Apologies for taking so long to post about the
Personal Histories Redland Museum Exhibition Opening.
Influenza and fatigue got the better of me.
The exhibition opened in the
Dunn Wing of the Redland Museum on Sunday 12 October
with works from 64 artists living in 18 different countries.
(Australia, Canada, Germany, India, Ireland, Italy, Jordan, Korea, Latvia, Mexico, Netherlands, New Zealand, Norway, Poland, Sweden, United Kingdom, United States of America, Wales).
The exhibition was formally opened by Rick Thomason (Exhibitions Officer and Curator - Redland Museum) and Myann Burrows (Textile and Artists Book maker).
Kay Faulkner (textile artist), Robyn Foster (Coordinator Personal Histories), Myann Burrows (opening speaker), Rick Thomason (Exhibiitons Officer & Curator - Redland Museum)
It has taken 12 months of organisation to bring the exhibition to this point with communication mostly via email, website and blog.
Thanks must go to Rick Thomason and the ever supportive Redland Museum community as well as to each contributing artist for all their hard work in making and transporting their works.
Museums are time capsules of public human history and the concept for this exhibition was to allow individuals working in the forum of book arts the opportunity to share their own personal, private narratives in a public space.
Artists' books utilise the format or concept of a book in the form of artwork. In our age of technology, artists books help connect us to a familiar, tactile past and a changing relationship with how we share and store information and images and give us the ability to creatively record our own stories.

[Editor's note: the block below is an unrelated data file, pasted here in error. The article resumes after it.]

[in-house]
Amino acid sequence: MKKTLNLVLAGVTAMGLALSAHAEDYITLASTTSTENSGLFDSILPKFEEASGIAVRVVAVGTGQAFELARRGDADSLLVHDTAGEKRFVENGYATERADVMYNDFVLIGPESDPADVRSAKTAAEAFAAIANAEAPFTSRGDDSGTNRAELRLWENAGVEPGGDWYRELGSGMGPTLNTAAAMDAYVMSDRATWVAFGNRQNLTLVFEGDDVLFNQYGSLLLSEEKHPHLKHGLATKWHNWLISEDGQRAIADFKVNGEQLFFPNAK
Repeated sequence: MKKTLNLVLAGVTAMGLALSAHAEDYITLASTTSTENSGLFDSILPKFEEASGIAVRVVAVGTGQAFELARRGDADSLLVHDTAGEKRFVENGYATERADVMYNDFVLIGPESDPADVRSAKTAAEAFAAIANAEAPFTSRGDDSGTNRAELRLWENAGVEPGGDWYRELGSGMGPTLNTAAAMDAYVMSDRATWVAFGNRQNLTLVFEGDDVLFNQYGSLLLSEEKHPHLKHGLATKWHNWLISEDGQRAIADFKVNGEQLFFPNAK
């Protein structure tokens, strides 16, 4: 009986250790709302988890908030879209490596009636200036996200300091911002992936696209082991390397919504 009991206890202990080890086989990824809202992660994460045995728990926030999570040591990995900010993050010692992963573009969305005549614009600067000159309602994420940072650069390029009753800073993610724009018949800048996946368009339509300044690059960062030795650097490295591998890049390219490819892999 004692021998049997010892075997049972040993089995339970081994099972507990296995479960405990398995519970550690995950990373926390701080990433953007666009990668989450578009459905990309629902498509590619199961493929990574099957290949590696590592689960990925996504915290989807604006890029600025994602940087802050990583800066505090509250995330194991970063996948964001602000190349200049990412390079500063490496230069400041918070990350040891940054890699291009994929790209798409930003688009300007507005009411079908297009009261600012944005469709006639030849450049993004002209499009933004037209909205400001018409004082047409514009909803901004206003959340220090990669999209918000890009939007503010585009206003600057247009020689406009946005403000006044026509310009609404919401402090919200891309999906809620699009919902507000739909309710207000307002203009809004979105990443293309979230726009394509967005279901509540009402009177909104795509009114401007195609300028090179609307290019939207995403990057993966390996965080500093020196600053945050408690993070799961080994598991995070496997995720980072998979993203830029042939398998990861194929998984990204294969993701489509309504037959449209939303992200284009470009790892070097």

Book Artists: Virginia and Terence Uren (Canberra), Helen Malone (Brisbane - back to camera), Robyn Foster (Redland). (background) - Fiona Dempster & Barry Smith (Sunshine Coast), Annique Goldenberg (Northern NSW)
The books in this exhibition vary widely in their construction and content and are a testament to the creative breadth of artists' book craftsmanship.
Some are handmade, some commercially printed, some altered book works,
some unique works and some editions.
The form of the books range widely - with traditionally bound books, concertina fold formats, spiral bound books, pop-up books, unbound pages encased in slipcases, framed works, wall hung works, flag fold books, stitched books, wearable art, scrolls, books made of paper, books made of cloth and books made of natural fibres.
There are letterpress printed books, etched books, linocuts, cyanotype prints, hand drawn and painted books, digitally printed images, collaged books, hand cut books, woven pages.
There are myriad differences in the construction methods and techniques used to create these books, but each relates a tale of personal history and experience in a unique and original way.
Virginia and Terence Uren (Canberra book artists)
Whilst most books are encased or positioned for viewing,
there are a selection of books available for viewing on a supervised reading table.
An international textiles exhibition entitled "Exposition" opened alongside the Personal Histories exhibition, giving a great dynamic to the Museum space, with both exhibitions marrying well.
The exhibition runs until Sunday 30 November.
Exposition - Textiles Exhibition